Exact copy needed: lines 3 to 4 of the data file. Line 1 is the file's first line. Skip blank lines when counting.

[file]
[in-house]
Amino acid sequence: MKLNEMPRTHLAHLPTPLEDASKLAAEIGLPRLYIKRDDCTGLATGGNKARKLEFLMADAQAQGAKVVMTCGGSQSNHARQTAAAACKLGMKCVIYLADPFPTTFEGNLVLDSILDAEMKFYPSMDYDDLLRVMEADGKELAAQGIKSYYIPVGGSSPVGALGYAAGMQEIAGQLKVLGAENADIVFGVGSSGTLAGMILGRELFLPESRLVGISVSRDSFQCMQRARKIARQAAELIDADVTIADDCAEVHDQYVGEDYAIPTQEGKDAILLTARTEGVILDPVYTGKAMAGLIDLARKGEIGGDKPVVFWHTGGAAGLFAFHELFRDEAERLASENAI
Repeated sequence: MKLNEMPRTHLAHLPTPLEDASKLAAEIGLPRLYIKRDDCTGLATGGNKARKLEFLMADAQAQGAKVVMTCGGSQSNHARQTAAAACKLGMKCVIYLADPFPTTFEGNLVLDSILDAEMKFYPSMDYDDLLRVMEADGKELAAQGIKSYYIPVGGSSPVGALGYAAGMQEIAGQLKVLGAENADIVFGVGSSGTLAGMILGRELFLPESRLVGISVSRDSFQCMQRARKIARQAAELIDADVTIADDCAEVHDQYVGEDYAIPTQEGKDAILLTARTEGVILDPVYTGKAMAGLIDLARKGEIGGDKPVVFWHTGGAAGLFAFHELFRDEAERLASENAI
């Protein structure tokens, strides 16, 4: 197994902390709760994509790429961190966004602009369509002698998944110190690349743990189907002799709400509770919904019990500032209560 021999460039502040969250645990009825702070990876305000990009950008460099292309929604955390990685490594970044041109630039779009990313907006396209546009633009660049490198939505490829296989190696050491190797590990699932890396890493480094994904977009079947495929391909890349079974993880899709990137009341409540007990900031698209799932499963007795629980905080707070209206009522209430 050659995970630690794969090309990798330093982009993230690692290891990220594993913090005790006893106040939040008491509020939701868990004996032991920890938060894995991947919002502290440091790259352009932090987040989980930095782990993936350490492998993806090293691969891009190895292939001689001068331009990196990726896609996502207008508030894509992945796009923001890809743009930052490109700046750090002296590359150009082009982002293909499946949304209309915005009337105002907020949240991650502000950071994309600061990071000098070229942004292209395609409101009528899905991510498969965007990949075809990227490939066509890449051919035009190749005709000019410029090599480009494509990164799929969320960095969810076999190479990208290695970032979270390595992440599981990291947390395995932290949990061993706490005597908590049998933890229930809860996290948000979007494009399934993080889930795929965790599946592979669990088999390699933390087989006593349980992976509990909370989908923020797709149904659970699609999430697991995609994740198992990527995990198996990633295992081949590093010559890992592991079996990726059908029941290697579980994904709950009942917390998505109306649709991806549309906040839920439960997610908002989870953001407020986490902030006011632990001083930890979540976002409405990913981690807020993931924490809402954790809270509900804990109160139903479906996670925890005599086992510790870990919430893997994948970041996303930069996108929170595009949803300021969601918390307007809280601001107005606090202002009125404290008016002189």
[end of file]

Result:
Repeated sequence: MKLNEMPRTHLAHLPTPLEDASKLAAEIGLPRLYIKRDDCTGLATGGNKARKLEFLMADAQAQGAKVVMTCGGSQSNHARQTAAAACKLGMKCVIYLADPFPTTFEGNLVLDSILDAEMKFYPSMDYDDLLRVMEADGKELAAQGIKSYYIPVGGSSPVGALGYAAGMQEIAGQLKVLGAENADIVFGVGSSGTLAGMILGRELFLPESRLVGISVSRDSFQCMQRARKIARQAAELIDADVTIADDCAEVHDQYVGEDYAIPTQEGKDAILLTARTEGVILDPVYTGKAMAGLIDLARKGEIGGDKPVVFWHTGGAAGLFAFHELFRDEAERLASENAI
């Protein structure tokens, strides 16, 4: 197994902390709760994509790429961190966004602009369509002698998944110190690349743990189907002799709400509770919904019990500032209560 021999460039502040969250645990009825702070990876305000990009950008460099292309929604955390990685490594970044041109630039779009990313907006396209546009633009660049490198939505490829296989190696050491190797590990699932890396890493480094994904977009079947495929391909890349079974993880899709990137009341409540007990900031698209799932499963007795629980905080707070209206009522209430 050659995970630690794969090309990798330093982009993230690692290891990220594993913090005790006893106040939040008491509020939701868990004996032991920890938060894995991947919002502290440091790259352009932090987040989980930095782990993936350490492998993806090293691969891009190895292939001689001068331009990196990726896609996502207008508030894509992945796009923001890809743009930052490109700046750090002296590359150009082009982002293909499946949304209309915005009337105002907020949240991650502000950071994309600061990071000098070229942004292209395609409101009528899905991510498969965007990949075809990227490939066509890449051919035009190749005709000019410029090599480009494509990164799929969320960095969810076999190479990208290695970032979270390595992440599981990291947390395995932290949990061993706490005597908590049998933890229930809860996290948000979007494009399934993080889930795929965790599946592979669990088999390699933390087989006593349980992976509990909370989908923020797709149904659970699609999430697991995609994740198992990527995990198996990633295992081949590093010559890992592991079996990726059908029941290697579980994904709950009942917390998505109306649709991806549309906040839920439960997610908002989870953001407020986490902030006011632990001083930890979540976002409405990913981690807020993931924490809402954790809270509900804990109160139903479906996670925890005599086992510790870990919430893997994948970041996303930069996108929170595009949803300021969601918390307007809280601001107005606090202002009125404290008016002189």